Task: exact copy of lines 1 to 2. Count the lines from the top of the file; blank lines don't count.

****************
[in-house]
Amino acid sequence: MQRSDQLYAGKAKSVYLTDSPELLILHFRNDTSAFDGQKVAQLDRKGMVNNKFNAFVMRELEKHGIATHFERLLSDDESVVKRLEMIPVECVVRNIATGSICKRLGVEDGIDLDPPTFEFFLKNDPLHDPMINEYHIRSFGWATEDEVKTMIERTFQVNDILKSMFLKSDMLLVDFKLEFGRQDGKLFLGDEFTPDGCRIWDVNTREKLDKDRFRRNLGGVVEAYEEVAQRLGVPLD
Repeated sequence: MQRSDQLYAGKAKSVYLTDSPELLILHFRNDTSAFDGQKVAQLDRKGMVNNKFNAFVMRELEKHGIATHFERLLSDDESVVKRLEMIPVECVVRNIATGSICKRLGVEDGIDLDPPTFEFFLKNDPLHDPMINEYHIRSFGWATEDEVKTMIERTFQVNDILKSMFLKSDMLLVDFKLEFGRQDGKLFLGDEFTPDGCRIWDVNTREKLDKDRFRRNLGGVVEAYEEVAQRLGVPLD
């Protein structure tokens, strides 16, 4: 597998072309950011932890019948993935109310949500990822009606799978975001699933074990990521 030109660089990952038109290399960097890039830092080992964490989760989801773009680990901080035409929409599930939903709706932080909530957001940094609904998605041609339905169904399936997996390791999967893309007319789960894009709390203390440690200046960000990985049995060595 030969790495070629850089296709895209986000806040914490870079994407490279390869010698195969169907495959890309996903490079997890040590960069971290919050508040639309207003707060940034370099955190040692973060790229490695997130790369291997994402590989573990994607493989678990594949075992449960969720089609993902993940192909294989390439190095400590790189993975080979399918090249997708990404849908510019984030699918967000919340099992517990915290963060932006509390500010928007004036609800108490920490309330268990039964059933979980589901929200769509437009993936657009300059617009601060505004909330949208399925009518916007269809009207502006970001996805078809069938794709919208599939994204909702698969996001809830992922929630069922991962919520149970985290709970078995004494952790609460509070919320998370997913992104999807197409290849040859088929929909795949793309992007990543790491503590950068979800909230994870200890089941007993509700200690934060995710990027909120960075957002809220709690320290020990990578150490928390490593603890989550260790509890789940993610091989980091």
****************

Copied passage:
[in-house]
Amino acid sequence: MQRSDQLYAGKAKSVYLTDSPELLILHFRNDTSAFDGQKVAQLDRKGMVNNKFNAFVMRELEKHGIATHFERLLSDDESVVKRLEMIPVECVVRNIATGSICKRLGVEDGIDLDPPTFEFFLKNDPLHDPMINEYHIRSFGWATEDEVKTMIERTFQVNDILKSMFLKSDMLLVDFKLEFGRQDGKLFLGDEFTPDGCRIWDVNTREKLDKDRFRRNLGGVVEAYEEVAQRLGVPLD